Measuring progress using 'Point in Time Assessment' (PITA) bands

Most Insight schools now use some form of 'Point In Time Assessment' model for their main (teacher) assessment whereby pupils are classed as 'expected' or 'on-track' if they are keeping pace with the curriculum expectations, regardless of the time of year. This contrasts with steps-based systems, which involve a defined number of points per year (i.e. an expected rate of progress) and therefore have more in common with levels. This article goes into more detail on the differences and pros and cons of both approaches.

Whilst PITA-style approaches offer simplicity and clarity, confusion can arise when attempting to use such data to measure pupil progress. With steps-based models, we enter the desired number of points for the period in question - e.g. 1 point per term or 3 points per year - but no such expected rate exists for our PITA models because we expect most pupils to remain in the same band over time.

So, how do we measure pupil progress if we use a PITA-style approach to assessment?

Insight's Progress Overview report is a flexible tool that is capable of handling most types of data: test scores, reading ages, steps, PITA bands, and even targets. You simply select data for the start point from the dropdowns on the left hand side, and data for the end point from the dropdowns on the right. Then you set an expected rate of progress.

By default, it compares main assessment data from last summer to the latest term and sets the expected rate to 0. If you use a steps-based model, you would change the expected progress value to reflect the number of points pupils are expected to make over the period in question, but if you use PITA then leave it as 0. By selecting 0, we are essentially saying that we do not expect pupils' assessments to change over time; that they should remain in the same band and doing so will be counted as making expected progress. This, of course, is a problematic assumption, which we will deal with below, but it works as a rule of thumb.

The same approach applies when using a progress column in a Tables report. If using a progress column in a table to monitor progress towards targets, click here.

There are other cases where we would leave the expected rate as 0. For example, comparing pupils' KS1 results to their latest main assessment. Here, Insight will compare evaluations of the two mark schemes and equate, for example, 'expected' at KS1 with 'on-track' in the last assessment. Another case involves comparing steps- to PITA-style assessments, which may happen if a school chooses to convert from the former to the latter, or has legacy data from a previous system in a steps-format. Again, Insight compares the evaluation of each assessment, so if a pupil was previously assessed as 'Y2 Emerging' - and that was considered 'expected' at the selected time of year - and is currently 'on-track' (i.e. expected now) then the pupil is counted as having made expected progress (0). If Y2 Emerging was considered just below expectations at the selected time of year and the pupil is now assessed as on-track, then that would be counted as making more than expected progress (+1).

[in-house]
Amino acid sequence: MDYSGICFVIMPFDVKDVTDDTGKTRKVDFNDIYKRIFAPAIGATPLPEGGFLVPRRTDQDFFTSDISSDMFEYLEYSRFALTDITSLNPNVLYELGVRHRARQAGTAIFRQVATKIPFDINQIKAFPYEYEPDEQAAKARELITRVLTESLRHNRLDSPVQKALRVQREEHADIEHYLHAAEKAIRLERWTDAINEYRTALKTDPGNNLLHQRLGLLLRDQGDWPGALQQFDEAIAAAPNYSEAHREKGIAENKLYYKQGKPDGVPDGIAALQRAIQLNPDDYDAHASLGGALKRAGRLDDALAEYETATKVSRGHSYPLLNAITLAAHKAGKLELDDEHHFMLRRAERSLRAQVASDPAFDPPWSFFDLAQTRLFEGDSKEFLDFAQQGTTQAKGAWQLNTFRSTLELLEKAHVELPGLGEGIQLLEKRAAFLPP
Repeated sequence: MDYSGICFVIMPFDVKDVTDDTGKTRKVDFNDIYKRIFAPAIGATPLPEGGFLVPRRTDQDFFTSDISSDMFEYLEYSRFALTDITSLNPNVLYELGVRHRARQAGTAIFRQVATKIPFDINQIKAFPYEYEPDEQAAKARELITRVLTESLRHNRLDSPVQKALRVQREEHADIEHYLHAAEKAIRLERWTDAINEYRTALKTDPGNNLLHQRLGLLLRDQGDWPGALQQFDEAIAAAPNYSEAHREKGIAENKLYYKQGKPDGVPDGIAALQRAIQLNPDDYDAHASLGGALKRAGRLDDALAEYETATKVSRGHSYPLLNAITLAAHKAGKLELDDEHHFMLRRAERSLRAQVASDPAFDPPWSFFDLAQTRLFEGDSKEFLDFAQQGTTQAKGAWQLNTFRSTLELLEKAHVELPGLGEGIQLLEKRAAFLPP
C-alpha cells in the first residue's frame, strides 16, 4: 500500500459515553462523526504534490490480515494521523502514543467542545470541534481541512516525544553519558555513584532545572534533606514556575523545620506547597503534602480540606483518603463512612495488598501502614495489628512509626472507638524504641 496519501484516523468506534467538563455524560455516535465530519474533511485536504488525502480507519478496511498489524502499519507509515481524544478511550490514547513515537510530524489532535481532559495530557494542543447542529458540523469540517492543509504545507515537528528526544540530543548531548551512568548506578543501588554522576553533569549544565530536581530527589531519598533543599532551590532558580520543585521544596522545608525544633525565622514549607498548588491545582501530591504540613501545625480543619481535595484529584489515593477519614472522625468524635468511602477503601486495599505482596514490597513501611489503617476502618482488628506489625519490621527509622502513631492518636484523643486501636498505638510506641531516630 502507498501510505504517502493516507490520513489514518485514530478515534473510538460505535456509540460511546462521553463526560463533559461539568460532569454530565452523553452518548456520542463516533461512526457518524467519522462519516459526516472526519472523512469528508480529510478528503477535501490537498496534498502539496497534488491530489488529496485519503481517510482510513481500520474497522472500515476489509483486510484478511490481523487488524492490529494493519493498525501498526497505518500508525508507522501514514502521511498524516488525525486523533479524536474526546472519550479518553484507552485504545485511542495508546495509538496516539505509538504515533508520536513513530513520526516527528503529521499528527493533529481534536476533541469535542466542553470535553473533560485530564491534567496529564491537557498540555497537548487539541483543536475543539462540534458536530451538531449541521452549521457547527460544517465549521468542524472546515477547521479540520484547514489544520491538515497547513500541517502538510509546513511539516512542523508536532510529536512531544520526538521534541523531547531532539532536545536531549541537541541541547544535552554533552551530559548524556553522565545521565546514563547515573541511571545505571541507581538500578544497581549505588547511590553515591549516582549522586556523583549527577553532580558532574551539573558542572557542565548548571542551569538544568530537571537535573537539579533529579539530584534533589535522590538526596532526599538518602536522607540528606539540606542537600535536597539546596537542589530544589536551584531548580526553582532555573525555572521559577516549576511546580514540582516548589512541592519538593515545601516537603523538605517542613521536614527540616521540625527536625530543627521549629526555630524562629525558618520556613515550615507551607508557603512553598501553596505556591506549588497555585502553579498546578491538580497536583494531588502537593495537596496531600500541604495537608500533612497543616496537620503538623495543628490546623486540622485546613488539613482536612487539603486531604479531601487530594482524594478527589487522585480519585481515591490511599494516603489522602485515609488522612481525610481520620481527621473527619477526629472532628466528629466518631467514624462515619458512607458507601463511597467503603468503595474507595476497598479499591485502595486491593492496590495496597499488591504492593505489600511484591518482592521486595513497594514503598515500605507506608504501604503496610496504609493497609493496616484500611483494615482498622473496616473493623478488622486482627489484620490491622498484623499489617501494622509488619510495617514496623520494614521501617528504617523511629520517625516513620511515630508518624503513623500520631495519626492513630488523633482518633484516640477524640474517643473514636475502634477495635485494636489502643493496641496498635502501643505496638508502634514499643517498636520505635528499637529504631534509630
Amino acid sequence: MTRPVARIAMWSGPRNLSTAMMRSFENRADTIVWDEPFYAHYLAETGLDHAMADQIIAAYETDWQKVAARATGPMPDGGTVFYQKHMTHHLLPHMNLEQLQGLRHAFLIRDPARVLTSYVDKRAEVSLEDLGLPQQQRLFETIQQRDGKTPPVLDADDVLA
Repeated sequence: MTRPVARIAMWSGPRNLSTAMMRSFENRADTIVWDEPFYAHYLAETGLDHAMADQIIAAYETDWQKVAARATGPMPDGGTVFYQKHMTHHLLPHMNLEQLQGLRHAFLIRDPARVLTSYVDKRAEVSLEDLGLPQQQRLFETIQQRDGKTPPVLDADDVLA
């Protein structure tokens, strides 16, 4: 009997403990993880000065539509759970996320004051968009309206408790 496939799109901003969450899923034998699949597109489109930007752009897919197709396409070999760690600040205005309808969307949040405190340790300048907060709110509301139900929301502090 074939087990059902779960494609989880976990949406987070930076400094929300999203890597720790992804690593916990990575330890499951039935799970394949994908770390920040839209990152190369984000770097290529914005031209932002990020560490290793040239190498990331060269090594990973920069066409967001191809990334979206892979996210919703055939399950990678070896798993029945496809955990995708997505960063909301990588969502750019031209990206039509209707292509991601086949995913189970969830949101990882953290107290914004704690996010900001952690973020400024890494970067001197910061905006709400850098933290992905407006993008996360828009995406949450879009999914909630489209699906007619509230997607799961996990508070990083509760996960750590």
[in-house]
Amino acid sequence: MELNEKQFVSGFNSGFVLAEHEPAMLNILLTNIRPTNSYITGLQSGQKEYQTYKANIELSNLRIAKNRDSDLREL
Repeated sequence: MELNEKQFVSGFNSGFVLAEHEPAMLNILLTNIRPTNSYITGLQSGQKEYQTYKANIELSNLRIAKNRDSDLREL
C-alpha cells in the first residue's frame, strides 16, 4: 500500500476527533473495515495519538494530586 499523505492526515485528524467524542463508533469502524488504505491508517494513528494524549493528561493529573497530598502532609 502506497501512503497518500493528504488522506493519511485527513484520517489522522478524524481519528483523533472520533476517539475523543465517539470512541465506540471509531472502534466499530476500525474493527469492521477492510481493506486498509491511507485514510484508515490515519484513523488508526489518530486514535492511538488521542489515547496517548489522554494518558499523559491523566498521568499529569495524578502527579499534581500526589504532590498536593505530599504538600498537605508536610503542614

This is, therefore, a crude VA-style measure of progress similar to that used by the DfE at KS2. If pupils maintain standards over time, they will receive a score of 0, those that move up a band will receive a +1 score, whilst those that drop down a band are assigned a -1 score. Obviously, going up or down by more than one band will attract bigger positive and negative scores.

Each pupil included in the measure - those with valid assessments at both ends of the period - will receive an individual progress score as outlined above, and this can be averaged to give the cohort progress score shown to the left of the bars in the previous screenshot (e.g. -0.2 for writing). Whilst this average score may have some value, it is less meaningful than, say, the average change in standardised score or reading age, both of which are more suited to finer measurement.

Comparing the percentages of pupils in each segment of the bars is more insightful than the average progress scores. Governors, for example, will be interested to see how many pupils have improved or declined in each cohort and subject since KS1.

One of the big flaws in this approach to measuring progress is the assumption that remaining in the same band over time equates to 'expected progress'. This may be the case for pupils that are already working at the expected standard, but is not the case for those that are working towards and need to catch up. It also means that those working at greater depth are at a ceiling and cannot be counted as having made more than expected progress. It is similar to the problems arising from the assumption of linear progression that plagued levels and still exists in steps-based approaches. No matter what data we use and what approach we take, all progress measures are flawed.

Further Reading

Measuring the progress of pupils working below expectations »

Setting the rate of 'expected progress' in reports »

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